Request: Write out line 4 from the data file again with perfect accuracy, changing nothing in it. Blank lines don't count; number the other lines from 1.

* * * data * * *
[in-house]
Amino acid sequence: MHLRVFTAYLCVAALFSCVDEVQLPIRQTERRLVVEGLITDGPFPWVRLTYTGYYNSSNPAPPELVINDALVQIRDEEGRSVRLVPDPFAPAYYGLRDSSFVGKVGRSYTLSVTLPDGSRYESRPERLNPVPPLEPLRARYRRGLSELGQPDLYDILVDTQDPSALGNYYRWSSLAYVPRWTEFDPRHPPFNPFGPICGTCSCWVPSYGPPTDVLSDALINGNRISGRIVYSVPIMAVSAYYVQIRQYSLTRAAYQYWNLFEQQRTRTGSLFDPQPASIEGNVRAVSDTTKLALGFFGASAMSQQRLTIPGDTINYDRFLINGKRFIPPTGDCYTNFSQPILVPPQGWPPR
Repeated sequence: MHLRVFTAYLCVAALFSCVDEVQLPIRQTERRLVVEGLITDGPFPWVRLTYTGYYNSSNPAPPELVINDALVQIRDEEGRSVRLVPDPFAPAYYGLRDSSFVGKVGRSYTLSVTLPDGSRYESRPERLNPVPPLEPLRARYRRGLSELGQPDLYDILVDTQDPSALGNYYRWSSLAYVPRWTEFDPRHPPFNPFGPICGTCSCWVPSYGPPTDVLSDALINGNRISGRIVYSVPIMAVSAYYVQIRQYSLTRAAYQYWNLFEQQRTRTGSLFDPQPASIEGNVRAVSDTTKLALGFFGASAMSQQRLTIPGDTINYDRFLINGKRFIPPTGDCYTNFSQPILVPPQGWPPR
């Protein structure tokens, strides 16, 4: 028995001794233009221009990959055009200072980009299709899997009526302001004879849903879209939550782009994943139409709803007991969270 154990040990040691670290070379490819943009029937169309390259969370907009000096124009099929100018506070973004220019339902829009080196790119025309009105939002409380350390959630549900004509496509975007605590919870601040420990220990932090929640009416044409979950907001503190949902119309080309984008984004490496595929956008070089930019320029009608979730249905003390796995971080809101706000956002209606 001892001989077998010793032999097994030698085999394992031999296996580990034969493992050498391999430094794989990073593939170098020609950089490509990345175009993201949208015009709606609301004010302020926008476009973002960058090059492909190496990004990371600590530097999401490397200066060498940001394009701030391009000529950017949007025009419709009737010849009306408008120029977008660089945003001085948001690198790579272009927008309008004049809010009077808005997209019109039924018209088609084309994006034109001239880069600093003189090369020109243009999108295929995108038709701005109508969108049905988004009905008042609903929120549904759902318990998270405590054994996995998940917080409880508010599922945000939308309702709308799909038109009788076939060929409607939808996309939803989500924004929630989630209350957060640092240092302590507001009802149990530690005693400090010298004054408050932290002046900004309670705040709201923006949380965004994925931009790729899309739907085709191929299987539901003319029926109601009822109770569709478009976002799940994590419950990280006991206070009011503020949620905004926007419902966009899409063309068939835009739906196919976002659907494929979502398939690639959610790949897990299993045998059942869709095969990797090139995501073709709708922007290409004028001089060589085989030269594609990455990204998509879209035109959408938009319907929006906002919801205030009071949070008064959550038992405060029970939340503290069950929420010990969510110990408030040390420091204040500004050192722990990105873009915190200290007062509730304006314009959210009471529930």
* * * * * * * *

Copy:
């Protein structure tokens, strides 16, 4: 028995001794233009221009990959055009200072980009299709899997009526302001004879849903879209939550782009994943139409709803007991969270 154990040990040691670290070379490819943009029937169309390259969370907009000096124009099929100018506070973004220019339902829009080196790119025309009105939002409380350390959630549900004509496509975007605590919870601040420990220990932090929640009416044409979950907001503190949902119309080309984008984004490496595929956008070089930019320029009608979730249905003390796995971080809101706000956002209606 001892001989077998010793032999097994030698085999394992031999296996580990034969493992050498391999430094794989990073593939170098020609950089490509990345175009993201949208015009709606609301004010302020926008476009973002960058090059492909190496990004990371600590530097999401490397200066060498940001394009701030391009000529950017949007025009419709009737010849009306408008120029977008660089945003001085948001690198790579272009927008309008004049809010009077808005997209019109039924018209088609084309994006034109001239880069600093003189090369020109243009999108295929995108038709701005109508969108049905988004009905008042609903929120549904759902318990998270405590054994996995998940917080409880508010599922945000939308309702709308799909038109009788076939060929409607939808996309939803989500924004929630989630209350957060640092240092302590507001009802149990530690005693400090010298004054408050932290002046900004309670705040709201923006949380965004994925931009790729899309739907085709191929299987539901003319029926109601009822109770569709478009976002799940994590419950990280006991206070009011503020949620905004926007419902966009899409063309068939835009739906196919976002659907494929979502398939690639959610790949897990299993045998059942869709095969990797090139995501073709709708922007290409004028001089060589085989030269594609990455990204998509879209035109959408938009319907929006906002919801205030009071949070008064959550038992405060029970939340503290069950929420010990969510110990408030040390420091204040500004050192722990990105873009915190200290007062509730304006314009959210009471529930």